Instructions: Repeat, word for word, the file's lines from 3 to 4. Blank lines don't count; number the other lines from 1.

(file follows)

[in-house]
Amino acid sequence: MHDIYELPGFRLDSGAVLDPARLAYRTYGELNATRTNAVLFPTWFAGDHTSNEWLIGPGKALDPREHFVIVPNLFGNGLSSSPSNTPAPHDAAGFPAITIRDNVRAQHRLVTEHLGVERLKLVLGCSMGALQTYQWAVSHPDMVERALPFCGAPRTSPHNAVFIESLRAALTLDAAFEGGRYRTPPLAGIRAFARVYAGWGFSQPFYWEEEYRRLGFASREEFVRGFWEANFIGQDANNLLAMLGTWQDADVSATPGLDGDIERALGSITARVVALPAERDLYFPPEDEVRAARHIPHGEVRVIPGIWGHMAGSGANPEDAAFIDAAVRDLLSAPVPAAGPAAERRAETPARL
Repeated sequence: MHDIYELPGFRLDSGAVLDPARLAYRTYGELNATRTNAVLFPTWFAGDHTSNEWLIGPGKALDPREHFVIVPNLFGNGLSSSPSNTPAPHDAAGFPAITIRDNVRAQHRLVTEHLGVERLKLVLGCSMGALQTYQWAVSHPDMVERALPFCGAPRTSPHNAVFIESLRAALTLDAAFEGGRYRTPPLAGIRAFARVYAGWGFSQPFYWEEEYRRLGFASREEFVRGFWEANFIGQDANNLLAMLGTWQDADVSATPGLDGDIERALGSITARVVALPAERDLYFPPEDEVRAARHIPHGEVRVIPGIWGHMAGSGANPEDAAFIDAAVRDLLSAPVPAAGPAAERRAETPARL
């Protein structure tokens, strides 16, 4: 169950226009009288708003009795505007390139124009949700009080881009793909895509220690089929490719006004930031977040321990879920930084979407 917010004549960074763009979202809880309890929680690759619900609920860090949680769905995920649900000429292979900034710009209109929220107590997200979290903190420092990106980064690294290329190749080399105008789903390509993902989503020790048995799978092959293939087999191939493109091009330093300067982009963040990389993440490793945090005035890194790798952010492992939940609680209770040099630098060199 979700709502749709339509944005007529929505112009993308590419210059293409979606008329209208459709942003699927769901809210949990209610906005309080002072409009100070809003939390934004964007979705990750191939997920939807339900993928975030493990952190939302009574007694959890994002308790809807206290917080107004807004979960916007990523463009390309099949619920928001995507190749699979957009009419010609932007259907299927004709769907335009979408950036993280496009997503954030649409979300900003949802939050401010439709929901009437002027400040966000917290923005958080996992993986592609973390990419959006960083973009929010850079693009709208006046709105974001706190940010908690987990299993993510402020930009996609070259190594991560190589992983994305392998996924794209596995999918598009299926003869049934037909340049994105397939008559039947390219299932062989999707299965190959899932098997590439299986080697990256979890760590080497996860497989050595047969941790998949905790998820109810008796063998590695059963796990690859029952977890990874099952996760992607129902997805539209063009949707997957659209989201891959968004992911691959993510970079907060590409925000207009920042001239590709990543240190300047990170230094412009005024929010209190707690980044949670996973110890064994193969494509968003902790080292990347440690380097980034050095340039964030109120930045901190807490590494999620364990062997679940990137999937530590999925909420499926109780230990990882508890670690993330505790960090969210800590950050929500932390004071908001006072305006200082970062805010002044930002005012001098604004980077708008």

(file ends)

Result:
Repeated sequence: MHDIYELPGFRLDSGAVLDPARLAYRTYGELNATRTNAVLFPTWFAGDHTSNEWLIGPGKALDPREHFVIVPNLFGNGLSSSPSNTPAPHDAAGFPAITIRDNVRAQHRLVTEHLGVERLKLVLGCSMGALQTYQWAVSHPDMVERALPFCGAPRTSPHNAVFIESLRAALTLDAAFEGGRYRTPPLAGIRAFARVYAGWGFSQPFYWEEEYRRLGFASREEFVRGFWEANFIGQDANNLLAMLGTWQDADVSATPGLDGDIERALGSITARVVALPAERDLYFPPEDEVRAARHIPHGEVRVIPGIWGHMAGSGANPEDAAFIDAAVRDLLSAPVPAAGPAAERRAETPARL
């Protein structure tokens, strides 16, 4: 169950226009009288708003009795505007390139124009949700009080881009793909895509220690089929490719006004930031977040321990879920930084979407 917010004549960074763009979202809880309890929680690759619900609920860090949680769905995920649900000429292979900034710009209109929220107590997200979290903190420092990106980064690294290329190749080399105008789903390509993902989503020790048995799978092959293939087999191939493109091009330093300067982009963040990389993440490793945090005035890194790798952010492992939940609680209770040099630098060199 979700709502749709339509944005007529929505112009993308590419210059293409979606008329209208459709942003699927769901809210949990209610906005309080002072409009100070809003939390934004964007979705990750191939997920939807339900993928975030493990952190939302009574007694959890994002308790809807206290917080107004807004979960916007990523463009390309099949619920928001995507190749699979957009009419010609932007259907299927004709769907335009979408950036993280496009997503954030649409979300900003949802939050401010439709929901009437002027400040966000917290923005958080996992993986592609973390990419959006960083973009929010850079693009709208006046709105974001706190940010908690987990299993993510402020930009996609070259190594991560190589992983994305392998996924794209596995999918598009299926003869049934037909340049994105397939008559039947390219299932062989999707299965190959899932098997590439299986080697990256979890760590080497996860497989050595047969941790998949905790998820109810008796063998590695059963796990690859029952977890990874099952996760992607129902997805539209063009949707997957659209989201891959968004992911691959993510970079907060590409925000207009920042001239590709990543240190300047990170230094412009005024929010209190707690980044949670996973110890064994193969494509968003902790080292990347440690380097980034050095340039964030109120930045901190807490590494999620364990062997679940990137999937530590999925909420499926109780230990990882508890670690993330505790960090969210800590950050929500932390004071908001006072305006200082970062805010002044930002005012001098604004980077708008």